Published online by Cambridge University Press: 21 January 2017
For much of the latter half of the nineteenth century, American poet Sarah Piatt wrote and published poems that gave voice to women and children, that grieved the loss of loved ones and moral certainty, and that revealed an unnerving inclination for self-conscious complexity. Some of the most culturally influential periodicals of her time – Atlantic Monthly, Harper's Weekly, Scribner's – circulated hundreds of her poems, as well as reviews of the many collections of these poems in book form. These reviews were, by turns, delighted and discomfited by what they called Piatt's “distinctiveness,” heralding her as one of America's geniuses even as they cautioned her against apparently unbecoming subtlety and obscurity.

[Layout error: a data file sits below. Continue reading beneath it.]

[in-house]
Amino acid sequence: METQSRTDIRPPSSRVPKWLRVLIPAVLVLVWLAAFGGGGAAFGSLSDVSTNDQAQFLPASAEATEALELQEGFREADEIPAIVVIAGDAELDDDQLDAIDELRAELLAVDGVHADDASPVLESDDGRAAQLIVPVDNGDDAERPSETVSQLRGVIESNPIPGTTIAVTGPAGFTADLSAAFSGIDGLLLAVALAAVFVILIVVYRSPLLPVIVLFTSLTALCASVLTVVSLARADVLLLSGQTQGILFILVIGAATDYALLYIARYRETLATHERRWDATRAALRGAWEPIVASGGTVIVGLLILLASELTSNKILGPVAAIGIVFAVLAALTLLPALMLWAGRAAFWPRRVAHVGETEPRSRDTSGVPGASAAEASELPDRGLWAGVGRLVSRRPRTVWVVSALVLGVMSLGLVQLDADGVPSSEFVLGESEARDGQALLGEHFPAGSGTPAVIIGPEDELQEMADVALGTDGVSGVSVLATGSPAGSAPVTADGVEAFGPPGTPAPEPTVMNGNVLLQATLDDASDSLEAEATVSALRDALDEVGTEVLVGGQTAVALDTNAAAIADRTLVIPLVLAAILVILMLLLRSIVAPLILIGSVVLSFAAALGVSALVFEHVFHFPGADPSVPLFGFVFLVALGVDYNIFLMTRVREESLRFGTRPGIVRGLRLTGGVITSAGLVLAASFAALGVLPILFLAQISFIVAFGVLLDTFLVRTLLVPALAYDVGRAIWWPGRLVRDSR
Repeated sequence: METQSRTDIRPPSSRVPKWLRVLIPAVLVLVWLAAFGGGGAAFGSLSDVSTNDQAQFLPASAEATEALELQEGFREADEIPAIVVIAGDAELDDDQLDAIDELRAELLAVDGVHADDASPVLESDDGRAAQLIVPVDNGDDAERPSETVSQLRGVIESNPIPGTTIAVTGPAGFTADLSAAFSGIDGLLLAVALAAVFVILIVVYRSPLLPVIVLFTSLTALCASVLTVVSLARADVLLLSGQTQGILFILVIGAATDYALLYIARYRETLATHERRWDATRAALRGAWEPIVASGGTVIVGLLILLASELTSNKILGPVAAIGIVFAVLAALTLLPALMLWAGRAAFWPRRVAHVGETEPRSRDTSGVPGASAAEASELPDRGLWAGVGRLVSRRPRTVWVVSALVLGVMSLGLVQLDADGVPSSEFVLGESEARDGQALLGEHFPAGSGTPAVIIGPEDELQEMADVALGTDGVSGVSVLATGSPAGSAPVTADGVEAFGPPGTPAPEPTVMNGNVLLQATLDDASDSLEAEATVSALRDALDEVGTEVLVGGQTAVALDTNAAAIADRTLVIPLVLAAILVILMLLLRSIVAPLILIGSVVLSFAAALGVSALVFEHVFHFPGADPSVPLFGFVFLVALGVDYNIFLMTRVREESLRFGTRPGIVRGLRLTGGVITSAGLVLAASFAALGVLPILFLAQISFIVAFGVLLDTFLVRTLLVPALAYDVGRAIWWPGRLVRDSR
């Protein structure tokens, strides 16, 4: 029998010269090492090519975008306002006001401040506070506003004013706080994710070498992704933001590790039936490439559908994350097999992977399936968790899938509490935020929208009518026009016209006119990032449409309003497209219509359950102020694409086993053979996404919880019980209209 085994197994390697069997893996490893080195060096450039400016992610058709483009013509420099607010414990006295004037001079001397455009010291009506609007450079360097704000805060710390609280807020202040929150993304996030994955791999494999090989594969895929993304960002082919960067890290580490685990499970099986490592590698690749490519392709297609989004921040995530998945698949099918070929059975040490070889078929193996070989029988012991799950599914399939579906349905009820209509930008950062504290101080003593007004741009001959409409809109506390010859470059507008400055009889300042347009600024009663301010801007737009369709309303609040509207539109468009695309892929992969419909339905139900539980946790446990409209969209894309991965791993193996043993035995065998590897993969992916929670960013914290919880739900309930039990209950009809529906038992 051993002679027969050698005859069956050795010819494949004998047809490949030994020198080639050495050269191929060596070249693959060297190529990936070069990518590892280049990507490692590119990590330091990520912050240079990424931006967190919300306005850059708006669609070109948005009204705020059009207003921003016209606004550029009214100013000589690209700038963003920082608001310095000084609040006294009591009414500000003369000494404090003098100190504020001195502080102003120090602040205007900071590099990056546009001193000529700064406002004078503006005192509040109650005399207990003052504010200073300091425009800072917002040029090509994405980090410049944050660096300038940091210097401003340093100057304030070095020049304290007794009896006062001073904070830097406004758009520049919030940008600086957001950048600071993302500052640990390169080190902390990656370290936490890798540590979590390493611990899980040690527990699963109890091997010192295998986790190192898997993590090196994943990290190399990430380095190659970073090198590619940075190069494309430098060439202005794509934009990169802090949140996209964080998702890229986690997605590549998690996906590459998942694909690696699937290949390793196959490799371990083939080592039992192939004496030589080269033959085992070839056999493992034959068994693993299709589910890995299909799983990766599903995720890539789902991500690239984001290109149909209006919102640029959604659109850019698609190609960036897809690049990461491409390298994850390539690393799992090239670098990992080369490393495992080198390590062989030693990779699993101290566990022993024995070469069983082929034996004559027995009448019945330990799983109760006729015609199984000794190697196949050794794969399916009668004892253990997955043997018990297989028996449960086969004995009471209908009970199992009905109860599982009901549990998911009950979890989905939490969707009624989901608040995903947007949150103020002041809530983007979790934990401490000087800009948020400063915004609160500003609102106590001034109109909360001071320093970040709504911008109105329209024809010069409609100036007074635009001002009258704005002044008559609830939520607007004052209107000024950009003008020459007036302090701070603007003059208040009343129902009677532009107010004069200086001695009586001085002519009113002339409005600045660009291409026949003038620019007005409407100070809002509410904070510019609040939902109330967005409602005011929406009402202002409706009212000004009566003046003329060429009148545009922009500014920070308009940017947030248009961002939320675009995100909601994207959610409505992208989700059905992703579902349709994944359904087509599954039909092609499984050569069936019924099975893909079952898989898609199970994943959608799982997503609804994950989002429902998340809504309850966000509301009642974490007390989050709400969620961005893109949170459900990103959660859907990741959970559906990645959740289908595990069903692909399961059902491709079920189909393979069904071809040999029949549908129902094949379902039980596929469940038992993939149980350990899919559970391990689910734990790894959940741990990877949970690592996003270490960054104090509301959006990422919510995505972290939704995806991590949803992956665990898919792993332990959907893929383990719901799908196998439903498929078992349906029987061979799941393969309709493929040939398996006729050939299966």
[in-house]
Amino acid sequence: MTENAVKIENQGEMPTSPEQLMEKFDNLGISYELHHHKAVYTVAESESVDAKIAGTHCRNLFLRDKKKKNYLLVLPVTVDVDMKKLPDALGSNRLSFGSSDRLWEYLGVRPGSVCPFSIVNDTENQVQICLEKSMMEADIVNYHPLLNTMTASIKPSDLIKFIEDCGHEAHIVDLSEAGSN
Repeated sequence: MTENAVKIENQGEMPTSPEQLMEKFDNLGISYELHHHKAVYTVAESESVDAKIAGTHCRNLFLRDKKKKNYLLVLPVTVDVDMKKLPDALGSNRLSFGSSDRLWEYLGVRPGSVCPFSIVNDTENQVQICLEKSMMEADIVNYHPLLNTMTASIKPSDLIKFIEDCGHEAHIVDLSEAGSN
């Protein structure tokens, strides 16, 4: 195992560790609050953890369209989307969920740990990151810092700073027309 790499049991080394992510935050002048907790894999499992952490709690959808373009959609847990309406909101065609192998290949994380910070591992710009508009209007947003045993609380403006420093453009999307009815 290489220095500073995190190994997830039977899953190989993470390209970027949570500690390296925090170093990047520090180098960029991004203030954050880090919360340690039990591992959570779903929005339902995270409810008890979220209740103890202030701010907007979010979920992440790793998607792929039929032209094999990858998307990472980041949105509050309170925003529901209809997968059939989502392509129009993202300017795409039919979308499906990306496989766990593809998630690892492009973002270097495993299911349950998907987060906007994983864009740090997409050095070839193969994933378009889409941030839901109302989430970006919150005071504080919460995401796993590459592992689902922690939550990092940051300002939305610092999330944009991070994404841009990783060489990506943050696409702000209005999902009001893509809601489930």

Among the things that distinguished Piatt was her obvious interest in the contextual dynamism of spoken language and the poetic genre that seemed particularly well suited to capitalize on and examine it: the dramatic monologue. Over the course of her career, Piatt wrote more dramatic monologues than any other nineteenth-century American poet. Though many Piatt scholars have addressed dramatic monologues in the context of essays about Piatt's irony or ambivalence, and in terms of her place among Confederate poets or in postbellum magazine culture, no one has yet read her dramatic monologues primarily through the lens of genre. That is what I do here. In the pages that follow, I describe the generic conventions of the dramatic monologue that are integral to Piatt's experiments with it, building an interpretive framework out of the doubleness inherent to the genre. I ground that analysis in Piatt's fifth collection, Dramatic Persons and Moods (1879), because it provides the poems I address with a shared print context, the very title of which directs the reader's eye to genre. What emerges is a clear picture of how Piatt manipulated the particular conventions of the dramatic monologue in order to anatomize the way women maintained and disrupted the very conventions that restricted their range of experience and expression in their roles as mothers and daughters, readers and writers.